cannabis legalisation geneva convention

History of recreational cannabis use in Australia

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Kings cross Sydney nsw Australia, mid to late 1960s is where at all began, although already outlawed decades before, us service men on respite from the Vietnam war begun to flood the bohemian hub with the plant.

Within the following decade the drug spread through suburban Sydney and continued to spread like wild fire into surrounding areas.
Police begun to target users which saw a 1000% increase in arrests between 1966 and 1969, with consequences for cultivation and distribution becoming more harsh also.

The plant originating from India and trafficked into Australia from south east asia begun to sweep the nation, now being commonly grown in households and outdoor set ups is the most widely used illicit substance used in Australia today.
In 2010 alone Australians spend 3.8 billion on the drug with 36% of all Australians over 18 years of age having used the drug at least once.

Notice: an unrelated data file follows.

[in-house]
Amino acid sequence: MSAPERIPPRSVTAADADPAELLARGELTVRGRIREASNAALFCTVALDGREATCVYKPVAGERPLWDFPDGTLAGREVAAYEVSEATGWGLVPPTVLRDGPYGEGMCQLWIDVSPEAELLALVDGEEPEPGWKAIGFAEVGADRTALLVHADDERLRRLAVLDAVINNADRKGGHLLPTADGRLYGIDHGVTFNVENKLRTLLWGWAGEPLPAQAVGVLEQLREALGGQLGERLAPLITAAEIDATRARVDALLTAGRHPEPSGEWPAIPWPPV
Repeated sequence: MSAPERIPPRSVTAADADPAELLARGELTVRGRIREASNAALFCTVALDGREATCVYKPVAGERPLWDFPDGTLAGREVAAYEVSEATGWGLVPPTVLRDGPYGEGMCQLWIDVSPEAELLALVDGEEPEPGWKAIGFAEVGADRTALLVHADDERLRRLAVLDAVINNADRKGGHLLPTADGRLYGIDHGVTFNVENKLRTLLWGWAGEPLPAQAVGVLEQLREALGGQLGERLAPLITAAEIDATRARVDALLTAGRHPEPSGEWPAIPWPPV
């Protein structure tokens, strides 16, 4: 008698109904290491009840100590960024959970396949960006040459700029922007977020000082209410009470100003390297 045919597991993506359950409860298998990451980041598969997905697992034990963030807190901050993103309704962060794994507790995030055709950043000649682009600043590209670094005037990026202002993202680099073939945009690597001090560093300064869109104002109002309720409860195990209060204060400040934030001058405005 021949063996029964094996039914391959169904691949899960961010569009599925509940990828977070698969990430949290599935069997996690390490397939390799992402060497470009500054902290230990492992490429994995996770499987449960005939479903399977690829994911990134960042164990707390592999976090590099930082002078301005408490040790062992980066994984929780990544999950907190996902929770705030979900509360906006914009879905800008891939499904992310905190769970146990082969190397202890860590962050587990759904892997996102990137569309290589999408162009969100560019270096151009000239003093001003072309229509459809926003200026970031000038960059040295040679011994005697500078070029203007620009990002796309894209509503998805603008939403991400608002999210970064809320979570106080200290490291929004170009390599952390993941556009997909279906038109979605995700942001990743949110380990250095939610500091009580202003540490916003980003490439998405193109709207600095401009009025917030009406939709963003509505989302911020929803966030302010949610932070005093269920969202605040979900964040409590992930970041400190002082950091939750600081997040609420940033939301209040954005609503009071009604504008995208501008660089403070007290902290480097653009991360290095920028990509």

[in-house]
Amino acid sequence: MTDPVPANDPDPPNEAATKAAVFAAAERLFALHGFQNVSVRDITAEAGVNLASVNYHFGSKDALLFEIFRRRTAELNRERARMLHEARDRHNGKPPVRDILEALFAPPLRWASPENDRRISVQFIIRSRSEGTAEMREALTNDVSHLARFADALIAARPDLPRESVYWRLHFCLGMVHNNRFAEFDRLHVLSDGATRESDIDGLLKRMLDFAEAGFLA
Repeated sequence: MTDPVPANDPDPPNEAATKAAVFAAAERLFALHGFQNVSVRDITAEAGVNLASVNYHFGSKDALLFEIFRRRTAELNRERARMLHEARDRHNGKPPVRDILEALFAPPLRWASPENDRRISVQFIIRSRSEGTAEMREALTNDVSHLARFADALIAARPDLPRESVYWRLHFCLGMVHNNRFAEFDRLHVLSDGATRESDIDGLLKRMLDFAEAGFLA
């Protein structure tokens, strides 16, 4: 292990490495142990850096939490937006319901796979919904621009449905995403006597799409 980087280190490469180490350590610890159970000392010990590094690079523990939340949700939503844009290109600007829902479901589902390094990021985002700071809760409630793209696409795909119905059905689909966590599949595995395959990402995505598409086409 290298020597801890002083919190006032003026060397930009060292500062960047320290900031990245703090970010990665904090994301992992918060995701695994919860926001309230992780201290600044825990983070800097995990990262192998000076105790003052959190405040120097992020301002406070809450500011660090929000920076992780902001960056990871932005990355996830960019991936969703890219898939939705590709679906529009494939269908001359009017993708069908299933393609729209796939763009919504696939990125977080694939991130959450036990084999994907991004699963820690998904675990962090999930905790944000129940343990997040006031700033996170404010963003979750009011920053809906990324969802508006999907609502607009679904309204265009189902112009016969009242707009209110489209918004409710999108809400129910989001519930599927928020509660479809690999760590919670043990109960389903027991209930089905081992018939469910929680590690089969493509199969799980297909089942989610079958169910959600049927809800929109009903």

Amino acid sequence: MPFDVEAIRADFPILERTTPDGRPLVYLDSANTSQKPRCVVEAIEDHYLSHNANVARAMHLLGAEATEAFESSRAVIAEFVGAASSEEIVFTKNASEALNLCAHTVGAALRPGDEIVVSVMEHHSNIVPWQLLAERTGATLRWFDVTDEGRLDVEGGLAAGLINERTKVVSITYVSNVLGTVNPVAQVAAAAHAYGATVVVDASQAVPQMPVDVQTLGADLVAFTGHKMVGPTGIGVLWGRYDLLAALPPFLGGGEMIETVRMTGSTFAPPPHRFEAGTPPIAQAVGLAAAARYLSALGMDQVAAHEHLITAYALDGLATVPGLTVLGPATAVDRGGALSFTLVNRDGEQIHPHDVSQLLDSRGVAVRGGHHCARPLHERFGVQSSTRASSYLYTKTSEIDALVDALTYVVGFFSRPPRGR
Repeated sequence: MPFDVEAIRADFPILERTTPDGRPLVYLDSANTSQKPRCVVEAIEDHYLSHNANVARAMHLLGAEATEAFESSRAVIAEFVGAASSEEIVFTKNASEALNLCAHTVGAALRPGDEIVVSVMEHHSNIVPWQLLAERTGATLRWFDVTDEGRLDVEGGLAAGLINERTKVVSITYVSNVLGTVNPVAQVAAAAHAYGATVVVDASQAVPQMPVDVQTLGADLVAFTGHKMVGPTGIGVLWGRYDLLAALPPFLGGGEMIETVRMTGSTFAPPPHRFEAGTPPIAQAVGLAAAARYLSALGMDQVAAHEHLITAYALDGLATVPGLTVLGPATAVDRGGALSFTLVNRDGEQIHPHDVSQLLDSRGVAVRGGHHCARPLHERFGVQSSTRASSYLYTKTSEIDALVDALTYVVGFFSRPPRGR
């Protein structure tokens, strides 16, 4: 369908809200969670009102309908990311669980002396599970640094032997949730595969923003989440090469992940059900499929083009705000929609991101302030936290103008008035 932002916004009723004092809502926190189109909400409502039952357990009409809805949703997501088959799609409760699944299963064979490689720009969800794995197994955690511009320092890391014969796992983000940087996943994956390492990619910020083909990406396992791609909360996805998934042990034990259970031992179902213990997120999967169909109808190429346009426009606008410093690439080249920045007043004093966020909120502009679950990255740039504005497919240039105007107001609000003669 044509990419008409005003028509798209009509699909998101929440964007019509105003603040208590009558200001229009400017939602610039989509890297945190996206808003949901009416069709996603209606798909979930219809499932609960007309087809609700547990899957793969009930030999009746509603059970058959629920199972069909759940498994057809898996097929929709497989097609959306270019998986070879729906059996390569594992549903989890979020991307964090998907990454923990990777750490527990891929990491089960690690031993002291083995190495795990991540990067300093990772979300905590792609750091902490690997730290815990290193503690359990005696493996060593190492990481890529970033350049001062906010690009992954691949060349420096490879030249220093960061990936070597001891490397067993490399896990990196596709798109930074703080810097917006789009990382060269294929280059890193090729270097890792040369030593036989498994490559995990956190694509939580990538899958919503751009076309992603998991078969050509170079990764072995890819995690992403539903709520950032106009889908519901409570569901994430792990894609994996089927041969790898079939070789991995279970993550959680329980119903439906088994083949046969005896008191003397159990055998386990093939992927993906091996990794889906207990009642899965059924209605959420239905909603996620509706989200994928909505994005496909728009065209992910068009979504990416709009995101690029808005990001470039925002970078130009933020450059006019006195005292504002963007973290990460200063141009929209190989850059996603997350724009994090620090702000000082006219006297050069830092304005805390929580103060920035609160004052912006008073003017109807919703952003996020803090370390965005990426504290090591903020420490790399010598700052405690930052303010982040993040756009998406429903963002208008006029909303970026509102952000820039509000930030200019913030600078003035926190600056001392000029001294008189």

In the more recent years some government party’s have been fighting for the legalisation of the plant for recreational use, so let’s take a look at where it all started.

The 1925 Geneva convention which was a transnational drug control treaty originally designed to ban recreational use of opium and the coca plant got passed with Cannabis getting thrown in the mix at the last minute with Egypt and turkey claiming chronic hashism was causing widespread insanity throughout their nations.

Australia’s first Commonwealth Health Department director general, Dr John Howard Lidgett Cumpston insisted that opium was the only drug of concern but with constant pressure from the uk, Australia followed suit with the laws of the Geneva convention and banned cannabis with the state of Victoria being the first to do so in 1928 followed by New South Wales in 1935.

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